September 23, 2010


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Alpha and Omega?(PG)
Wolves date outside their social status in Alpha and Omega, an animated movie ostensibly for kids but which brings the generations together by boring the pants off everyone.

At least, in the unscientific survey of people in the very small audience with whom I saw the movie, everyone seemed bored into stupefaction. There was the kid somewhere behind me making tappy noises with his feet. There was the 10-year-old I came with, who never once laughed. And there was me, looking at my cell phone every three minutes thinking that surely half an hour must have passed since I last checked.

And not only were we bored, but we had to be bored in a perfectly upright, unnaturally stiff position; the 3-D visuals would go blurry with the slightest tilt of the head.

And heaven forbid we miss a moment of the tale of Humphrey (voiced by Justin Long), a slacker comedian “omega” wolf, and Kate (Hayden Panettiere), a go-getter confident “alpha” wolf. Kate is the daughter of the pack’s leader, Winston (Danny Glover doing his best James Earl Jones), and his totally creepy Lady-Macbeth-ish wife Eve (Vicki Lewis). They expect Kate to marry Garth (Chris Carmack), the, like, totally rad son of Tony (Dennis Hopper, RIP) the leader of another pack of Eastern wolves. Their marriage will unite the pack and allow the Eastern wolves to peacefully hunt for caribou on Winston’s pack lands.

But on the night that Kate and Garth are supposed to have their first date, Kate and Humphrey, who were puppy-hood friends, get tranquilizer-darted and taken from their home in a park in Canada to a state park in Utah. They are expected — as the golf-loving French Canadian goose Marcel (Larry Miller) and his caddy, a duck named Paddy (Eric Price), explain — to repopulate the wolf community. While a little repopulation sounds great to Humphrey, Kate has responsibilities to her pack and demands that she be shown the way back home. With help from their new avian pals, the wolves head north, but, naturally, their journey brings them closer together.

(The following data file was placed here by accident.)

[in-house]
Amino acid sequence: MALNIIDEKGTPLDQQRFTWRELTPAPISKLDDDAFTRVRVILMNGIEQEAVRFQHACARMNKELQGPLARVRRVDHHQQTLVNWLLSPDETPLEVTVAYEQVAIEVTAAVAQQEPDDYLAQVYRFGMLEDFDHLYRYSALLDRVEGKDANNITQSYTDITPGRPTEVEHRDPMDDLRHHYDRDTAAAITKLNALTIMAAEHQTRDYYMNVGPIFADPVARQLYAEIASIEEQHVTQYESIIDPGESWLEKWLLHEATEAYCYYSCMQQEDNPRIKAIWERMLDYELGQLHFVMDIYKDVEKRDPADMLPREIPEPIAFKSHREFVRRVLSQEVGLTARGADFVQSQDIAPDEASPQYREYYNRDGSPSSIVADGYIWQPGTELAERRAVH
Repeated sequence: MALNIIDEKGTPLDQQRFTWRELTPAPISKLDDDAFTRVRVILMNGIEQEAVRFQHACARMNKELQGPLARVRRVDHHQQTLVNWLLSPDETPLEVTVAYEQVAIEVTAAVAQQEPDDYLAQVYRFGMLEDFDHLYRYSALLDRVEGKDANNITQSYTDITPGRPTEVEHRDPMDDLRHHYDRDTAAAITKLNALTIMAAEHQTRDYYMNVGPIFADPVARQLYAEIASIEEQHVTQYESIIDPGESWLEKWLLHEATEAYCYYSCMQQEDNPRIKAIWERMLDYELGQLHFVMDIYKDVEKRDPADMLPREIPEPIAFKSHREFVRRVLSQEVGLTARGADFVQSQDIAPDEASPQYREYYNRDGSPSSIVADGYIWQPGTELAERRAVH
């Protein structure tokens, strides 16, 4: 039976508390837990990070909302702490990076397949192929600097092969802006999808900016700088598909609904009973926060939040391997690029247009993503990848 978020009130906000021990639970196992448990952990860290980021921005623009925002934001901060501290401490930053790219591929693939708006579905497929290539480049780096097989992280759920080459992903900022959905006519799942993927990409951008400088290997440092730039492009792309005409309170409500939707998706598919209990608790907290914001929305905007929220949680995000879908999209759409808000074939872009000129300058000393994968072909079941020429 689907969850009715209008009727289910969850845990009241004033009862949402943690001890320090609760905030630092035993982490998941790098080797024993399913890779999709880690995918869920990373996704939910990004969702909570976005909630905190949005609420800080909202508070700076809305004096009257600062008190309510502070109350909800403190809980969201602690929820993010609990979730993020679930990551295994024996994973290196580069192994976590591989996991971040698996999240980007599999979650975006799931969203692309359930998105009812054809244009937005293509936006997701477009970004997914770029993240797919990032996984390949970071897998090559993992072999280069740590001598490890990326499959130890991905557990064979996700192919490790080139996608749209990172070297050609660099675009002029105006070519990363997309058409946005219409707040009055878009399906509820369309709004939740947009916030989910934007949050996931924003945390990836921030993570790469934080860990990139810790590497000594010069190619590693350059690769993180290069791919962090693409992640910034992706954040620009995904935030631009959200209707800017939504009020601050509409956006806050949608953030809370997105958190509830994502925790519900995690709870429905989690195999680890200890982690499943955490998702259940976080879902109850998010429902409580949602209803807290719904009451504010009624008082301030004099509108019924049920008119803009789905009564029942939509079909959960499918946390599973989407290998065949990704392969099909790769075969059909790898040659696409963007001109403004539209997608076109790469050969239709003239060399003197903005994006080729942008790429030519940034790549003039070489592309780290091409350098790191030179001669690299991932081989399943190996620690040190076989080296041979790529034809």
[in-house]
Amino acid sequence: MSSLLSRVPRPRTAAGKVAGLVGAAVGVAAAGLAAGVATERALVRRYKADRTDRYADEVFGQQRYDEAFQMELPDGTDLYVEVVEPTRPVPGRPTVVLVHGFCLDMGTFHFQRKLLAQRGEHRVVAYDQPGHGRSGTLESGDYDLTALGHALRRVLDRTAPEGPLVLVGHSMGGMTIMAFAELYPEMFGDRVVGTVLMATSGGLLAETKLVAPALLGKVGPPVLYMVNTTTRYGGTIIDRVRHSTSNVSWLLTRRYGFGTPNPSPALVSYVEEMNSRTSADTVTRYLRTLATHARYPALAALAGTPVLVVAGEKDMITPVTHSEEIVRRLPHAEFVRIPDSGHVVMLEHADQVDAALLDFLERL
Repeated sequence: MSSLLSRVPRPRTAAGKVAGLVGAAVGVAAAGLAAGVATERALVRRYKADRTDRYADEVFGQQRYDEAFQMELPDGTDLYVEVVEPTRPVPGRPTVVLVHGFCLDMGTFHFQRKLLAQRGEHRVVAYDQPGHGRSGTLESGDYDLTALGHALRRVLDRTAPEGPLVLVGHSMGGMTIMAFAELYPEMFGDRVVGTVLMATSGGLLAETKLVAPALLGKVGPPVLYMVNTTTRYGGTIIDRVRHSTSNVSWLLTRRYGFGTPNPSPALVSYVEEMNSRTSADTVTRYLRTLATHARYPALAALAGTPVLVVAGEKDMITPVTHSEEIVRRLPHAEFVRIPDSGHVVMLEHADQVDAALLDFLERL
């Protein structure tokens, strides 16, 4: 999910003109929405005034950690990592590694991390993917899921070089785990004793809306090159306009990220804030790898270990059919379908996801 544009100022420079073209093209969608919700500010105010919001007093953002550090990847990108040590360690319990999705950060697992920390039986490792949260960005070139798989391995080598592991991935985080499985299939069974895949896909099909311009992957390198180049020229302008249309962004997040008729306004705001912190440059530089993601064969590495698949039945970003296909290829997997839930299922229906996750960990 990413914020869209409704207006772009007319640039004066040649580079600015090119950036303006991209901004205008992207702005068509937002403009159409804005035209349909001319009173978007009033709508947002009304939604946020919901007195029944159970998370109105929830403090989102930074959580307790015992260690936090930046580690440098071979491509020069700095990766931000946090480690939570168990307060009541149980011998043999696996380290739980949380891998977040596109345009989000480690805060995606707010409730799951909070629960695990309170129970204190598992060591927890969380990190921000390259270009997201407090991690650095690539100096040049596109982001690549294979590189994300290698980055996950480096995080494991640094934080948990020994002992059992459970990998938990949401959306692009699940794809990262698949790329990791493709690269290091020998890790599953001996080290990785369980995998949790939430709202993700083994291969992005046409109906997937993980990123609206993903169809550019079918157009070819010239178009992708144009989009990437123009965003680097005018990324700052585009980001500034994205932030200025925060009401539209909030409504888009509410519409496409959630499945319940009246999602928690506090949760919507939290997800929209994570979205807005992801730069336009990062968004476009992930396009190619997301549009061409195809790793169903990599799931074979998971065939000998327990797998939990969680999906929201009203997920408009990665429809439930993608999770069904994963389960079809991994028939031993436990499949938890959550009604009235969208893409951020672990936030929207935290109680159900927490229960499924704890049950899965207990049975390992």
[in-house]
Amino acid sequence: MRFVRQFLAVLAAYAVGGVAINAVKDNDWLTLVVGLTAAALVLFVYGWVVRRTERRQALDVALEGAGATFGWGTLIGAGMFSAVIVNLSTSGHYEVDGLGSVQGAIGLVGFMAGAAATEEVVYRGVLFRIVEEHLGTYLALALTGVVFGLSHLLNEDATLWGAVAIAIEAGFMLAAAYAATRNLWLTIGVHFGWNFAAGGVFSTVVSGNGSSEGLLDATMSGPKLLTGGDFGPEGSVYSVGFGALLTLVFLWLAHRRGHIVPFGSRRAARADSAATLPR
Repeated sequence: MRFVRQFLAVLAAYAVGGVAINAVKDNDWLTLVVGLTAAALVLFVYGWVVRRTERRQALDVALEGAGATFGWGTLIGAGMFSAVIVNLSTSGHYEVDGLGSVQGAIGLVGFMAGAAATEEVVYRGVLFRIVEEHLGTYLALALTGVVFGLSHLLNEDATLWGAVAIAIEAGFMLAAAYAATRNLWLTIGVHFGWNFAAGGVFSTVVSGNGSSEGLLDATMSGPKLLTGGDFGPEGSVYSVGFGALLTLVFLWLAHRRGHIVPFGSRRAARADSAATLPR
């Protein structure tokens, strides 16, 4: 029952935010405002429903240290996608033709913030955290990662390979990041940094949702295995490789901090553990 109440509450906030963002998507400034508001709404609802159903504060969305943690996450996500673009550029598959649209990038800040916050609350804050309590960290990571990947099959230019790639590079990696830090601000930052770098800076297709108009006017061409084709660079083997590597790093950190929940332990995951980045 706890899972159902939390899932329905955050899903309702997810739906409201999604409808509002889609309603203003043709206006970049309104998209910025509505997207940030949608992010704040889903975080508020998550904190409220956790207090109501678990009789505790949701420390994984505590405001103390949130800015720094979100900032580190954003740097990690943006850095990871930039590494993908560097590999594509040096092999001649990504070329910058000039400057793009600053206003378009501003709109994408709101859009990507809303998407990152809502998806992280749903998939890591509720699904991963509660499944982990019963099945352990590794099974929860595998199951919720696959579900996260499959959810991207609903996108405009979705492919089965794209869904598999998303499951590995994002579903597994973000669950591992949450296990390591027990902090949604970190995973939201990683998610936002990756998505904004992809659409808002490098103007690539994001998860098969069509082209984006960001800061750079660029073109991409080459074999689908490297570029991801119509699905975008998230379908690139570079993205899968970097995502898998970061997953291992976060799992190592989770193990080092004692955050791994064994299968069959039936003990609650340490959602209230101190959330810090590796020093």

Did I mention the hold-your-head-perfectly-still aspect of this movie? Your prize for perfect posture is some dark and unspectacular images that, when there is any action, frequently whirl out of focus. If some combination of unfortunate occurrences results in you being trapped like a frightened woodland creature and forced to see this movie, let me suggest you stick to the 2-D and use the additional money for aspirin.

Though let me also suggest that you skip this movie entirely — Despicable Me is still in theaters and that’s far more deserving of your money and your time. Kids’ movies don’t need to be all groundlings’ goofiness, all pratfalls and fart jokes. But if the story itself isn’t going to be inherently fun or adventurous or lighthearted, then you might as well shove in a farting klutz. I don’t know that stories about social status and familial responsibility are anyone’s favorite yarn, much less the five-to-eight-year-old kids at whom this movie seems aimed. C-

Rated PG for rude humor and some mild action. Directed by Anthony Bell and Ben Gluck and written by Chris Denk and Steve Moore, Alpha and Omega is an hour and 28 minutes long and is distributed in wide release by Lionsgate.